Practice of law enforcement: from personal experience
I am a side of a conflict on the right of ownership of a plot of land. This case has been lasting about three years. On 7 August 1998 I was summoned to an investigating officer. I did not come, because previously I had directed a letter in which I informed about the decision of the regional directorate of militia on the rejection of this investigating officer. Then, up to 8 December 1998, I was not summoned to any investigating officer.
At 6:40 hours on 8 December a militia car came to my flat. The reader must know that my flat is at the same time the office of Zaporozhye human rights protection organization ‘Union on human rights protection, of which I am the coordinator. This perhaps explains somewhat harsh methods of my treatment. A militia captain Spravko pressed the buzzer on my door. When I opened the door, I saw a stranger in civil clothes who introduced himself as a militia officer and flashed some ID. I demanded to examine his ID and to check it by phoning to the militia precinct. In response the newcomer sprayed a gas balloon to my face and rushed into the flat. He acted as if he never read the law ‘On militia, Articles 11 and 16 of which prohibit to come into the flat of a citizen without agreement of the latter.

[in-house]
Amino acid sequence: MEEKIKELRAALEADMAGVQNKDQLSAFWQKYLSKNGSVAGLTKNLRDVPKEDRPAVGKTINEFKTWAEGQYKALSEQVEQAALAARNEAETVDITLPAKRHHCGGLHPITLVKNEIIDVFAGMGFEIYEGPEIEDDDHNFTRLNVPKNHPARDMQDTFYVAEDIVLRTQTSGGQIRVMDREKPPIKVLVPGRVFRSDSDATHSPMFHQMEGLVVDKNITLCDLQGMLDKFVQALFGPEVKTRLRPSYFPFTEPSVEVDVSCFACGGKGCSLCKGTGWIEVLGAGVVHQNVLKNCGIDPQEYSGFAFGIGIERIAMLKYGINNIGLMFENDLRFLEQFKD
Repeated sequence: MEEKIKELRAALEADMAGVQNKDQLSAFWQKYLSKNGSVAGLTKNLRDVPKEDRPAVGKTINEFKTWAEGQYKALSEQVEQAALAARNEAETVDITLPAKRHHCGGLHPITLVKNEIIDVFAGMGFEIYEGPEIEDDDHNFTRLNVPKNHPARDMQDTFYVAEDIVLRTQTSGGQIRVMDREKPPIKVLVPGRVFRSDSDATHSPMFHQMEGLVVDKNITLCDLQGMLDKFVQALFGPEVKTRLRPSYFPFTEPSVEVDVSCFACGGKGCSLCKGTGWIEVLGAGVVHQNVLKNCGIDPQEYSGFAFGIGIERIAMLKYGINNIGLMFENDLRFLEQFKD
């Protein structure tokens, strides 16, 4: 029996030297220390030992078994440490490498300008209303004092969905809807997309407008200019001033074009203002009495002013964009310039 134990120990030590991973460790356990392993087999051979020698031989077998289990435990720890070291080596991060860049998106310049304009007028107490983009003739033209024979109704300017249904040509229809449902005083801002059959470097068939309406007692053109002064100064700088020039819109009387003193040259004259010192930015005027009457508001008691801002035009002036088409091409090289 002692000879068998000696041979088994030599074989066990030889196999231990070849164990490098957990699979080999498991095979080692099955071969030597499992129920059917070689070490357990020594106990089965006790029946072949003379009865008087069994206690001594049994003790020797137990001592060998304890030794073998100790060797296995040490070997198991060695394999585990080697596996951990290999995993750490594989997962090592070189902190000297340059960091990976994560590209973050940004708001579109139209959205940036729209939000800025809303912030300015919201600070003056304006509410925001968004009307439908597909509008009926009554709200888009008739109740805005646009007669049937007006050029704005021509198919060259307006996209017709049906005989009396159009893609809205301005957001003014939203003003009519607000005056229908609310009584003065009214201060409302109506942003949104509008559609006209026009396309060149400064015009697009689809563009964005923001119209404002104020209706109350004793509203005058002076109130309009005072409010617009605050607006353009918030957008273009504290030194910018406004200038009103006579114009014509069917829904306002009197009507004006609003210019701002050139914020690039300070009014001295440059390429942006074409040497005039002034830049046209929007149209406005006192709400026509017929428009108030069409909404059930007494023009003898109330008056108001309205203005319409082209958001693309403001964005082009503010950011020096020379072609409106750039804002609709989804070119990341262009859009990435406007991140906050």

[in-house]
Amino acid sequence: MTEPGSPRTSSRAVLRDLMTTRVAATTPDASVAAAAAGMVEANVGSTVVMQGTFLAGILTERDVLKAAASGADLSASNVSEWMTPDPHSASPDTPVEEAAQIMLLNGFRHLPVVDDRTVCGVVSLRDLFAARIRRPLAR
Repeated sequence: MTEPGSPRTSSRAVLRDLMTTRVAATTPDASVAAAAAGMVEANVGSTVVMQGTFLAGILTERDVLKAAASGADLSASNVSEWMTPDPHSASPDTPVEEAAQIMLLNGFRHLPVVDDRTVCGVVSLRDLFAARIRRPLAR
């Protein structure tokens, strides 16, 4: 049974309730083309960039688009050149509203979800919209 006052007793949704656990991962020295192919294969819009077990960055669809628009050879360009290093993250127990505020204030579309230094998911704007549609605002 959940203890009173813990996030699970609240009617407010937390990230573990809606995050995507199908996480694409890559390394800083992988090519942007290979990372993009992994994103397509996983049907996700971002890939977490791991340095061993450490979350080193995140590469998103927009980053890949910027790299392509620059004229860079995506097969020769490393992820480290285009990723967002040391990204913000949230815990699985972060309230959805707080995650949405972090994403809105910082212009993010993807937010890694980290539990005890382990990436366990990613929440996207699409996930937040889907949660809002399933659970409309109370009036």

Having rushed into the flat, captain Spravko handcuffed me and threw me on the floor in the bathroom. He did it in spite of the fact that I, a 67-year-old man and invalid of the second group in eyesight, did not resist him. I spent 3.5 hours on the floor, and my handcuffs were removed only after our arrival to this militia precinct. About 10 oclock I, in slippers and light pajamas, was led outdoors, to winter cold, with arms handcuffed on the back. The neighbors were explained that I was a dangerous criminal and would be taken to the militia precinct.
During three days I was kept in the isolation block. For two days, 8 and 9 December, I was given neither food nor drink. The state of my health was such that a motor ambulance was summoned three times.
I tried to complain to the region prosecutors office. This resulted in transferring my complaint from one bureaucrat to another and, after a long loop, in a formal reply. The clique of law enforcing bureaucrats in our district is complaint-proof. I have directed another complaint to M.Potebenko, the General Prosecutor of Ukraine, and intend to inform Nina Karpacheva, the ombudsperson of Ukraine, about the arbitrary actions of law enforcers in our district.
It is especially sad that all this happened on the background of state celebration of the 50-year anniversary of the Universal Declaration on human rights.